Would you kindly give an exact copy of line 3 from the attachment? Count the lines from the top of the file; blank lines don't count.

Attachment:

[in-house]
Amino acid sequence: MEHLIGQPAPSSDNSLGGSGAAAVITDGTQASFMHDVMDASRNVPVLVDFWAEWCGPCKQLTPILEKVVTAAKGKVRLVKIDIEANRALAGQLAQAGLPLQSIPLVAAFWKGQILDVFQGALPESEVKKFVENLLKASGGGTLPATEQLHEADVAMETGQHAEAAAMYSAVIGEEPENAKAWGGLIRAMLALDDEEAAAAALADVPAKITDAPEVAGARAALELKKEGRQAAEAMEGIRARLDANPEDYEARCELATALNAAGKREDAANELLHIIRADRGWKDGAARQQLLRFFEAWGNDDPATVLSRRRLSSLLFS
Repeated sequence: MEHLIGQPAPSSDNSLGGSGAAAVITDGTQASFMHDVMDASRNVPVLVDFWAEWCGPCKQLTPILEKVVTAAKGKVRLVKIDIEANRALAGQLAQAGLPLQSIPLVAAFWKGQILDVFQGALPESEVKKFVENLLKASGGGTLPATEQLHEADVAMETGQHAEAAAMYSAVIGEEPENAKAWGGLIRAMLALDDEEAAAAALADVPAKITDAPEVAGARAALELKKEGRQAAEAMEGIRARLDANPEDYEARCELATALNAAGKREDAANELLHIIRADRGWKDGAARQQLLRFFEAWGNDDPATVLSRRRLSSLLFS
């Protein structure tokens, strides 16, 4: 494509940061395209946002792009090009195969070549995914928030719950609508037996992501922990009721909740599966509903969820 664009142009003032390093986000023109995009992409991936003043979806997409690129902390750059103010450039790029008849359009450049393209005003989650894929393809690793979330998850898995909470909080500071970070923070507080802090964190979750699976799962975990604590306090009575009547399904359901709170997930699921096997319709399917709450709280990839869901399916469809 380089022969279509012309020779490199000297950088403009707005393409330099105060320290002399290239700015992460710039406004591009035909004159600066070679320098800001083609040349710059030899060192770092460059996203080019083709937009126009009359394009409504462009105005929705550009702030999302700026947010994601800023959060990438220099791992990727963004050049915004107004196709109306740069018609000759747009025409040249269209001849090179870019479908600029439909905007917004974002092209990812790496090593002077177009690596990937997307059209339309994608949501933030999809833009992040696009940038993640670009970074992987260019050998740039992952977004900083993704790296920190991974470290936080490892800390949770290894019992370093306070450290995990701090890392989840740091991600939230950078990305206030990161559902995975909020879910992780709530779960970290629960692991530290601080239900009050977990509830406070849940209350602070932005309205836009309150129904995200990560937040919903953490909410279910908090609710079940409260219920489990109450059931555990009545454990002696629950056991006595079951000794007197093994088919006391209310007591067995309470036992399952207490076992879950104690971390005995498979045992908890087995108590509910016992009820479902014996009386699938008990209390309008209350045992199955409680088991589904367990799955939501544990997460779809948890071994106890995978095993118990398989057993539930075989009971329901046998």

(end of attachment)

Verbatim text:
Repeated sequence: MEHLIGQPAPSSDNSLGGSGAAAVITDGTQASFMHDVMDASRNVPVLVDFWAEWCGPCKQLTPILEKVVTAAKGKVRLVKIDIEANRALAGQLAQAGLPLQSIPLVAAFWKGQILDVFQGALPESEVKKFVENLLKASGGGTLPATEQLHEADVAMETGQHAEAAAMYSAVIGEEPENAKAWGGLIRAMLALDDEEAAAAALADVPAKITDAPEVAGARAALELKKEGRQAAEAMEGIRARLDANPEDYEARCELATALNAAGKREDAANELLHIIRADRGWKDGAARQQLLRFFEAWGNDDPATVLSRRRLSSLLFS